Directors warn against two-tier social work education system

The Association of Directors of Children's Services also fears accreditation of children's social workers could become additional burden

Alison O'Sullivan
Alison O'Sullivan

Fast track social work education schemes such as Frontline and Step Up to Social Work must not be allowed to become a two-tier training system, directors of children’s services have warned.

President of the Association of Directors of Children’s Services, Alison O’Sullivan, told the National Children and Adult Services Conference in Bournemouth that social work reform must not “inadvertently destabilise the system we are aiming to strengthen”.

She said the new schemes, as well teaching partnerships, had introduced fresh momentum to the development of high quality initial social work training.

Manage the supply

“But we must make sure that we don’t create a two tier training system and we must keep an overview of the market for initial training to ensure we manage the supply of high quality social work staff in future.”

O’Sullivan also expressed fears that the government’s proposed accreditation system for children’s social workers should not increase bureaucracy.

While agreeing the introduction of three assessed and accredited statuses had the potential to improve consistency and confidence in social workers – particularly among the judiciary – she said care must be taken to ensure implementation was not “over-elaborate”.

“And it must be embedded within arrangements that local authorities already have for career development and progression. We must keep coherence with adult social work. And, it must not become an additional burden or distraction.”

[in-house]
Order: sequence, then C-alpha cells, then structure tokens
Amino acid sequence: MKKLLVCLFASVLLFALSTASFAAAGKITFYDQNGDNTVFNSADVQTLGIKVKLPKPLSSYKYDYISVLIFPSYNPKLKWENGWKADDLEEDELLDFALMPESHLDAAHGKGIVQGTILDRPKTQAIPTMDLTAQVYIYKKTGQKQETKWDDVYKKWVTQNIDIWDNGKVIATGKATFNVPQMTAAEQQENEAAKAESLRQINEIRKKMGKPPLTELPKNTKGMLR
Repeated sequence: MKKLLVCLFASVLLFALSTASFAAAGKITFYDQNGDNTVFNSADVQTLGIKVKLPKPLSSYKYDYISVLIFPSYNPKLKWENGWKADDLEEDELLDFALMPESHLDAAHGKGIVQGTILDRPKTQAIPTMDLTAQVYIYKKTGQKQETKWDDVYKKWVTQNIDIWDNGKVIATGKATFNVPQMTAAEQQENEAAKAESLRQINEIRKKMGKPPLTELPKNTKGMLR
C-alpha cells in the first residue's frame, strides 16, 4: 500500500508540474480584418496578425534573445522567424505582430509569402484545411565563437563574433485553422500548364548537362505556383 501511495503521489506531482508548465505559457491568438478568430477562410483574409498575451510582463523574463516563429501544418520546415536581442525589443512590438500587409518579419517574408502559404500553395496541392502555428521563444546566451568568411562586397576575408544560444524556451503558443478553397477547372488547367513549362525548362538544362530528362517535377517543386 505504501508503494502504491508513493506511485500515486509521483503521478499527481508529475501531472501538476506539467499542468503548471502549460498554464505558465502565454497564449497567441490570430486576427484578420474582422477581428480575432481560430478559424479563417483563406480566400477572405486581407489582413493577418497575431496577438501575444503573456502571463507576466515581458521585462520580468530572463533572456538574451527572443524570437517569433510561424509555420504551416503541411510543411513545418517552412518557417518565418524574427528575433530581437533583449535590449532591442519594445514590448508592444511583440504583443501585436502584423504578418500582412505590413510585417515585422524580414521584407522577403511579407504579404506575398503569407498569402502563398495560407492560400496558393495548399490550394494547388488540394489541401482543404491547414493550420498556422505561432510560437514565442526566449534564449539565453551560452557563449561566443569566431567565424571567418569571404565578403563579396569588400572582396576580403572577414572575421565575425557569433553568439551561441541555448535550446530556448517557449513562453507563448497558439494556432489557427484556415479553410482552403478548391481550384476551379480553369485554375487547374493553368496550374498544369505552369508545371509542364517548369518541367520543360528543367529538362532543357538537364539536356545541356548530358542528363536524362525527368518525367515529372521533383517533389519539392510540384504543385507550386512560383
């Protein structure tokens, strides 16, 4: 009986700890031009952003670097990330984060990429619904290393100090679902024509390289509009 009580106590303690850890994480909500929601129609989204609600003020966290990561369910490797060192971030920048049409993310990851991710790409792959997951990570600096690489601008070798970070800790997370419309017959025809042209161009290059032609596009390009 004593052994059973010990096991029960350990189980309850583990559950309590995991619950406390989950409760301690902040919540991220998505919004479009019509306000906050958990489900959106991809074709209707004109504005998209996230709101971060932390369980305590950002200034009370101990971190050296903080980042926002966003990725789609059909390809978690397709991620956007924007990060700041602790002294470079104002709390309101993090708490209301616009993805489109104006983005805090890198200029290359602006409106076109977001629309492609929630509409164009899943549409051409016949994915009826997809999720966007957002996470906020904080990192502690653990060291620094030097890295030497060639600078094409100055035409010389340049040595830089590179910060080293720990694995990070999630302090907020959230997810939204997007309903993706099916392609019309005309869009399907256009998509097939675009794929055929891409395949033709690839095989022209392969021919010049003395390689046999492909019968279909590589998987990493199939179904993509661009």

Not sufficient

In a separate session the chief social worker for adults’ services, Lyn Romeo, said she expected early testing of the accreditation system in children’s services would help ensure implementation did not become bureaucratic.

Romeo also delivered a speech by Isabelle Trowler, chief social worker for children, who was unable to be at the conference.

In the speech Trowler told delegates: “We have focused on initial education for many years and it’s not sufficient. We need to extend it. We are about to test the validity of accreditation.”

Important when commissioning services

She heralded a practice leader’s development programme, due to launch next year, and said she also expected 2016 to bring about big changes in how children’s services are developed and inspected.

“Accreditation will become increasingly important for councils commissioning out their services because councils will know if an organisation hires a fully accredited team of social workers.”

Trowler also claimed accreditation would have an impact on agency numbers and save money, although the speech did not elaborate on how this conclusion was arrived at.

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One Response to Directors warn against two-tier social work education system

  1. Ray Jones October 19, 2015 at 2:30 pm #

    Drip by drip and step by step progress is being made by the Department for Education and its chief social worker to fragment the social work profession, to have it even more dominated and defined by government, and to open it up to the market place. Here is Isabelle Trowler explicitly stating that government required (and KPMG defined) accreditation of social workers is “increasingly important for councils commissioning out their [social work] services”.

    She could also have commented that she is championing and progressing at pace a two tier status for newly qualifying social workers – with a privileged position for those who are politically praised,well-funded, and who are being portrayed and presented as an elite who are fast tracked in their training and careers, and encouraged and enabled to leave practice and to move quickly into management and leadership roles (within the contracted social work services now to be provided in the competitive and commercial market place?). This is not a criticism of the social work students doing the fast-track programmes. It is a criticism of those who are seeking to create division within the social work profession with all the professional and service fragmentation which will result.